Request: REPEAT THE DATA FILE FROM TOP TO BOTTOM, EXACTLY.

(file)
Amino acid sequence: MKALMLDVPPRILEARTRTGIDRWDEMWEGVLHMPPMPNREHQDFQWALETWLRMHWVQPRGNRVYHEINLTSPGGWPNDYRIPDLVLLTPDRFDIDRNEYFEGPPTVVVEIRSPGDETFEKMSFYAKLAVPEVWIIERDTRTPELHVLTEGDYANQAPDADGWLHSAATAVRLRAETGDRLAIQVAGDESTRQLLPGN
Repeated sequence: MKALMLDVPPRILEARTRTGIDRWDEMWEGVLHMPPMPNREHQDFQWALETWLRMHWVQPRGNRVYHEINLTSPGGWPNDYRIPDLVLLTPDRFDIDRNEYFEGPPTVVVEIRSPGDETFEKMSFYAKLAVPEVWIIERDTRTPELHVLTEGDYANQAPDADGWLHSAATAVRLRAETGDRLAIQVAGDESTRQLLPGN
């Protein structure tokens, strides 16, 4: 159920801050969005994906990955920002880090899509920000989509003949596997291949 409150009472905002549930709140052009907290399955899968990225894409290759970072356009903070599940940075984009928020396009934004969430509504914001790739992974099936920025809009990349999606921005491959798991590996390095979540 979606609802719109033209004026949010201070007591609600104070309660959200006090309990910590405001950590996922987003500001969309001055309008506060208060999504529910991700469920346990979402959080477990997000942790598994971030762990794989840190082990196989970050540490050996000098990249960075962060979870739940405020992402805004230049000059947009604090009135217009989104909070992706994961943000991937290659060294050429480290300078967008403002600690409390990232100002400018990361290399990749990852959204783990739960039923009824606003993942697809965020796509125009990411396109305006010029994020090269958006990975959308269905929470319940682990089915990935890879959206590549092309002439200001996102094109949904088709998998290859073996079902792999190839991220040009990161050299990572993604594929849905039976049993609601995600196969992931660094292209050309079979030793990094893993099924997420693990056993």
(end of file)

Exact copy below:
Amino acid sequence: MKALMLDVPPRILEARTRTGIDRWDEMWEGVLHMPPMPNREHQDFQWALETWLRMHWVQPRGNRVYHEINLTSPGGWPNDYRIPDLVLLTPDRFDIDRNEYFEGPPTVVVEIRSPGDETFEKMSFYAKLAVPEVWIIERDTRTPELHVLTEGDYANQAPDADGWLHSAATAVRLRAETGDRLAIQVAGDESTRQLLPGN
Repeated sequence: MKALMLDVPPRILEARTRTGIDRWDEMWEGVLHMPPMPNREHQDFQWALETWLRMHWVQPRGNRVYHEINLTSPGGWPNDYRIPDLVLLTPDRFDIDRNEYFEGPPTVVVEIRSPGDETFEKMSFYAKLAVPEVWIIERDTRTPELHVLTEGDYANQAPDADGWLHSAATAVRLRAETGDRLAIQVAGDESTRQLLPGN
């Protein structure tokens, strides 16, 4: 159920801050969005994906990955920002880090899509920000989509003949596997291949 409150009472905002549930709140052009907290399955899968990225894409290759970072356009903070599940940075984009928020396009934004969430509504914001790739992974099936920025809009990349999606921005491959798991590996390095979540 979606609802719109033209004026949010201070007591609600104070309660959200006090309990910590405001950590996922987003500001969309001055309008506060208060999504529910991700469920346990979402959080477990997000942790598994971030762990794989840190082990196989970050540490050996000098990249960075962060979870739940405020992402805004230049000059947009604090009135217009989104909070992706994961943000991937290659060294050429480290300078967008403002600690409390990232100002400018990361290399990749990852959204783990739960039923009824606003993942697809965020796509125009990411396109305006010029994020090269958006990975959308269905929470319940682990089915990935890879959206590549092309002439200001996102094109949904088709998998290859073996079902792999190839991220040009990161050299990572993604594929849905039976049993609601995600196969992931660094292209050309079979030793990094893993099924997420693990056993």